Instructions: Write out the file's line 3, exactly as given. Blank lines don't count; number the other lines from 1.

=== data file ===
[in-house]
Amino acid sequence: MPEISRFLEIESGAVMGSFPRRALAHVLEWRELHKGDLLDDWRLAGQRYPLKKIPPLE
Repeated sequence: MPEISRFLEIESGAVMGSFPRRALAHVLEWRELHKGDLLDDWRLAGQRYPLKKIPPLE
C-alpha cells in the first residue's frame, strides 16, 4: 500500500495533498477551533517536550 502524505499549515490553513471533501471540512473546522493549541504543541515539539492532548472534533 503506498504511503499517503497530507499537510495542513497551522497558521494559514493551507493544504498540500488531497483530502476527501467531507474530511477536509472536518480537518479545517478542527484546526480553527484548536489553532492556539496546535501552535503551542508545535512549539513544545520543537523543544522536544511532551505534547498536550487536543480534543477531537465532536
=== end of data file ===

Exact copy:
Repeated sequence: MPEISRFLEIESGAVMGSFPRRALAHVLEWRELHKGDLLDDWRLAGQRYPLKKIPPLE